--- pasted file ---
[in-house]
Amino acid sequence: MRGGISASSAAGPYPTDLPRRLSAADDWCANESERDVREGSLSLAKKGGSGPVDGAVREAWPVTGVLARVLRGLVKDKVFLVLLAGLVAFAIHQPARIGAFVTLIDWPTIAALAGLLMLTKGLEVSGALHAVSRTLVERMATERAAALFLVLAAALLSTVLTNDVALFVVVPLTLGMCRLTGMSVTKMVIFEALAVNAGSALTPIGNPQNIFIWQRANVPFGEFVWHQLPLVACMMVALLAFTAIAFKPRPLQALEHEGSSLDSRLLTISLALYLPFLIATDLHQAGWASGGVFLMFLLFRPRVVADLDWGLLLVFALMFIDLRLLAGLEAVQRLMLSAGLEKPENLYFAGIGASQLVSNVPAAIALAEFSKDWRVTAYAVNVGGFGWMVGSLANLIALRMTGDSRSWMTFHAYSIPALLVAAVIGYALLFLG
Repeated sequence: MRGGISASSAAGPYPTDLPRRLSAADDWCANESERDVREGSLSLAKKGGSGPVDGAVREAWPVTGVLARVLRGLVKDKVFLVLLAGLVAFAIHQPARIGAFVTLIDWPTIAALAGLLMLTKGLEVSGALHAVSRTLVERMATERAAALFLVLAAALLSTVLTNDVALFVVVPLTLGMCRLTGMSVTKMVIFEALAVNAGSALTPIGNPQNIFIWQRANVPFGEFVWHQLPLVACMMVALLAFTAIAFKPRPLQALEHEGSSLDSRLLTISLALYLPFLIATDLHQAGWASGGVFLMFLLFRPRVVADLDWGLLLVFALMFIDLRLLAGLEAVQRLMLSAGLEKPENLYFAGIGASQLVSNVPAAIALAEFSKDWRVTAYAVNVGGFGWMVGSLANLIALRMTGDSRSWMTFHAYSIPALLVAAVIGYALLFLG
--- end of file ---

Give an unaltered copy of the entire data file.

[in-house]
Amino acid sequence: MRGGISASSAAGPYPTDLPRRLSAADDWCANESERDVREGSLSLAKKGGSGPVDGAVREAWPVTGVLARVLRGLVKDKVFLVLLAGLVAFAIHQPARIGAFVTLIDWPTIAALAGLLMLTKGLEVSGALHAVSRTLVERMATERAAALFLVLAAALLSTVLTNDVALFVVVPLTLGMCRLTGMSVTKMVIFEALAVNAGSALTPIGNPQNIFIWQRANVPFGEFVWHQLPLVACMMVALLAFTAIAFKPRPLQALEHEGSSLDSRLLTISLALYLPFLIATDLHQAGWASGGVFLMFLLFRPRVVADLDWGLLLVFALMFIDLRLLAGLEAVQRLMLSAGLEKPENLYFAGIGASQLVSNVPAAIALAEFSKDWRVTAYAVNVGGFGWMVGSLANLIALRMTGDSRSWMTFHAYSIPALLVAAVIGYALLFLG
Repeated sequence: MRGGISASSAAGPYPTDLPRRLSAADDWCANESERDVREGSLSLAKKGGSGPVDGAVREAWPVTGVLARVLRGLVKDKVFLVLLAGLVAFAIHQPARIGAFVTLIDWPTIAALAGLLMLTKGLEVSGALHAVSRTLVERMATERAAALFLVLAAALLSTVLTNDVALFVVVPLTLGMCRLTGMSVTKMVIFEALAVNAGSALTPIGNPQNIFIWQRANVPFGEFVWHQLPLVACMMVALLAFTAIAFKPRPLQALEHEGSSLDSRLLTISLALYLPFLIATDLHQAGWASGGVFLMFLLFRPRVVADLDWGLLLVFALMFIDLRLLAGLEAVQRLMLSAGLEKPENLYFAGIGASQLVSNVPAAIALAEFSKDWRVTAYAVNVGGFGWMVGSLANLIALRMTGDSRSWMTFHAYSIPALLVAAVIGYALLFLG